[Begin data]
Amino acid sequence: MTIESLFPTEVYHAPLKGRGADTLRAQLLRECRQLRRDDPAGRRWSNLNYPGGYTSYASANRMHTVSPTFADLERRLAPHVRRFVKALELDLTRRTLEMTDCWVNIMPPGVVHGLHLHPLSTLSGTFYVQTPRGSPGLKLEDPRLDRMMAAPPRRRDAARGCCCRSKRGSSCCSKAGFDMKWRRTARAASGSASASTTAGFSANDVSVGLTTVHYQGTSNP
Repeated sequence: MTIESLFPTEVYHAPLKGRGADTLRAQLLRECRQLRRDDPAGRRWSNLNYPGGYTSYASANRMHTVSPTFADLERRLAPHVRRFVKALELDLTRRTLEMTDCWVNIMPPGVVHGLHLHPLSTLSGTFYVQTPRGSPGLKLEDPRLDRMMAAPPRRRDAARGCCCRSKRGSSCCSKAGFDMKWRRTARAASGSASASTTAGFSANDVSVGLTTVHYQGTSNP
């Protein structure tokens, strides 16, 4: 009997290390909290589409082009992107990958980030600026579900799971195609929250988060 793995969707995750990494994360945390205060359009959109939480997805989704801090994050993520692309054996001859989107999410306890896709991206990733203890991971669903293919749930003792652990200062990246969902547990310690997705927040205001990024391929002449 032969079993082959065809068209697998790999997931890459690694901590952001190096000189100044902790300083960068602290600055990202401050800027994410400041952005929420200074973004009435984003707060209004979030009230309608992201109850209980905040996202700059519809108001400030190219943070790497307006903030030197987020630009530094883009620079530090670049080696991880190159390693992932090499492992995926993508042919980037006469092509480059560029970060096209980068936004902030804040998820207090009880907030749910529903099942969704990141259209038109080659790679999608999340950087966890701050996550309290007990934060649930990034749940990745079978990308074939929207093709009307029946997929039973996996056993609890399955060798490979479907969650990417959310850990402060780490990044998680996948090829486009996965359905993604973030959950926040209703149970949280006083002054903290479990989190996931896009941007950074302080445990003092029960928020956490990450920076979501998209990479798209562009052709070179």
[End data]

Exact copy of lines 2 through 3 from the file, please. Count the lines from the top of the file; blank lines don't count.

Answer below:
Repeated sequence: MTIESLFPTEVYHAPLKGRGADTLRAQLLRECRQLRRDDPAGRRWSNLNYPGGYTSYASANRMHTVSPTFADLERRLAPHVRRFVKALELDLTRRTLEMTDCWVNIMPPGVVHGLHLHPLSTLSGTFYVQTPRGSPGLKLEDPRLDRMMAAPPRRRDAARGCCCRSKRGSSCCSKAGFDMKWRRTARAASGSASASTTAGFSANDVSVGLTTVHYQGTSNP
């Protein structure tokens, strides 16, 4: 009997290390909290589409082009992107990958980030600026579900799971195609929250988060 793995969707995750990494994360945390205060359009959109939480997805989704801090994050993520692309054996001859989107999410306890896709991206990733203890991971669903293919749930003792652990200062990246969902547990310690997705927040205001990024391929002449 032969079993082959065809068209697998790999997931890459690694901590952001190096000189100044902790300083960068602290600055990202401050800027994410400041952005929420200074973004009435984003707060209004979030009230309608992201109850209980905040996202700059519809108001400030190219943070790497307006903030030197987020630009530094883009620079530090670049080696991880190159390693992932090499492992995926993508042919980037006469092509480059560029970060096209980068936004902030804040998820207090009880907030749910529903099942969704990141259209038109080659790679999608999340950087966890701050996550309290007990934060649930990034749940990745079978990308074939929207093709009307029946997929039973996996056993609890399955060798490979479907969650990417959310850990402060780490990044998680996948090829486009996965359905993604973030959950926040209703149970949280006083002054903290479990989190996931896009941007950074302080445990003092029960928020956490990450920076979501998209990479798209562009052709070179």